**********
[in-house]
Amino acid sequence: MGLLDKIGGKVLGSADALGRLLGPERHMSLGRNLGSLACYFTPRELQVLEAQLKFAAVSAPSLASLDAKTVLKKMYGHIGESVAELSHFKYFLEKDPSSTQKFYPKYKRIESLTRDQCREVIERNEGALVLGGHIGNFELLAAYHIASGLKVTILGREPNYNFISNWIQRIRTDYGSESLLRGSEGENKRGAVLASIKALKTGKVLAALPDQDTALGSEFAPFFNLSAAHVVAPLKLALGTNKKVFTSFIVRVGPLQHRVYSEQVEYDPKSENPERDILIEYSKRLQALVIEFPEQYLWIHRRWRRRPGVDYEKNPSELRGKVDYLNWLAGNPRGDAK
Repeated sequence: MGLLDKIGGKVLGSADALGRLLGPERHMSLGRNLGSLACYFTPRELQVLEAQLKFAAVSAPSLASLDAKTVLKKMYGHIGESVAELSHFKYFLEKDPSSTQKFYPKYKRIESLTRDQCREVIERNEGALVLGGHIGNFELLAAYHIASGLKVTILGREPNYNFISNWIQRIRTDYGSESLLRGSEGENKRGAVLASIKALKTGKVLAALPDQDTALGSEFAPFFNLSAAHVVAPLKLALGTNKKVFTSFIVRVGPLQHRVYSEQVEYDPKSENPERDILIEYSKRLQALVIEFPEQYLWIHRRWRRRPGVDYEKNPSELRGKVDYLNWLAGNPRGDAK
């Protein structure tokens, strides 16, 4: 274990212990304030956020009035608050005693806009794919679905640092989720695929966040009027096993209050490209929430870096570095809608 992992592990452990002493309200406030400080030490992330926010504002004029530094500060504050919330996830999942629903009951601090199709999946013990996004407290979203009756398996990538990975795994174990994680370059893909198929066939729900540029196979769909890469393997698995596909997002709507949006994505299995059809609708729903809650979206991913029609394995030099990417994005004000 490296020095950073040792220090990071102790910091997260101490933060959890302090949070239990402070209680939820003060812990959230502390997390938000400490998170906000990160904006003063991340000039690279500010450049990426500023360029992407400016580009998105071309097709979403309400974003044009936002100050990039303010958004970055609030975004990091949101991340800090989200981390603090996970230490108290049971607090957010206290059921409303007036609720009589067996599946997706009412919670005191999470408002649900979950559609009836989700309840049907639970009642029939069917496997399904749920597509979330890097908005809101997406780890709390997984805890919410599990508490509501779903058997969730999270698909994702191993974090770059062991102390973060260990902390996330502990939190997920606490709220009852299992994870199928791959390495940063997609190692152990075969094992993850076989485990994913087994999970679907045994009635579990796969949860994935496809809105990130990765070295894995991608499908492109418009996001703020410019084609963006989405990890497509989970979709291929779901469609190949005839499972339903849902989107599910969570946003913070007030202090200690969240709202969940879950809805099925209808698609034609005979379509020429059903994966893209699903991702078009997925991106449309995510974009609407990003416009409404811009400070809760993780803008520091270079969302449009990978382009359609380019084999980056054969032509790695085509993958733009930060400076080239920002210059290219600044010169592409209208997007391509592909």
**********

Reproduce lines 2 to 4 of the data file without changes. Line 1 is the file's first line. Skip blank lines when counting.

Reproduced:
Amino acid sequence: MGLLDKIGGKVLGSADALGRLLGPERHMSLGRNLGSLACYFTPRELQVLEAQLKFAAVSAPSLASLDAKTVLKKMYGHIGESVAELSHFKYFLEKDPSSTQKFYPKYKRIESLTRDQCREVIERNEGALVLGGHIGNFELLAAYHIASGLKVTILGREPNYNFISNWIQRIRTDYGSESLLRGSEGENKRGAVLASIKALKTGKVLAALPDQDTALGSEFAPFFNLSAAHVVAPLKLALGTNKKVFTSFIVRVGPLQHRVYSEQVEYDPKSENPERDILIEYSKRLQALVIEFPEQYLWIHRRWRRRPGVDYEKNPSELRGKVDYLNWLAGNPRGDAK
Repeated sequence: MGLLDKIGGKVLGSADALGRLLGPERHMSLGRNLGSLACYFTPRELQVLEAQLKFAAVSAPSLASLDAKTVLKKMYGHIGESVAELSHFKYFLEKDPSSTQKFYPKYKRIESLTRDQCREVIERNEGALVLGGHIGNFELLAAYHIASGLKVTILGREPNYNFISNWIQRIRTDYGSESLLRGSEGENKRGAVLASIKALKTGKVLAALPDQDTALGSEFAPFFNLSAAHVVAPLKLALGTNKKVFTSFIVRVGPLQHRVYSEQVEYDPKSENPERDILIEYSKRLQALVIEFPEQYLWIHRRWRRRPGVDYEKNPSELRGKVDYLNWLAGNPRGDAK
């Protein structure tokens, strides 16, 4: 274990212990304030956020009035608050005693806009794919679905640092989720695929966040009027096993209050490209929430870096570095809608 992992592990452990002493309200406030400080030490992330926010504002004029530094500060504050919330996830999942629903009951601090199709999946013990996004407290979203009756398996990538990975795994174990994680370059893909198929066939729900540029196979769909890469393997698995596909997002709507949006994505299995059809609708729903809650979206991913029609394995030099990417994005004000 490296020095950073040792220090990071102790910091997260101490933060959890302090949070239990402070209680939820003060812990959230502390997390938000400490998170906000990160904006003063991340000039690279500010450049990426500023360029992407400016580009998105071309097709979403309400974003044009936002100050990039303010958004970055609030975004990091949101991340800090989200981390603090996970230490108290049971607090957010206290059921409303007036609720009589067996599946997706009412919670005191999470408002649900979950559609009836989700309840049907639970009642029939069917496997399904749920597509979330890097908005809101997406780890709390997984805890919410599990508490509501779903058997969730999270698909994702191993974090770059062991102390973060260990902390996330502990939190997920606490709220009852299992994870199928791959390495940063997609190692152990075969094992993850076989485990994913087994999970679907045994009635579990796969949860994935496809809105990130990765070295894995991608499908492109418009996001703020410019084609963006989405990890497509989970979709291929779901469609190949005839499972339903849902989107599910969570946003913070007030202090200690969240709202969940879950809805099925209808698609034609005979379509020429059903994966893209699903991702078009997925991106449309995510974009609407990003416009409404811009400070809760993780803008520091270079969302449009990978382009359609380019084999980056054969032509790695085509993958733009930060400076080239920002210059290219600044010169592409209208997007391509592909």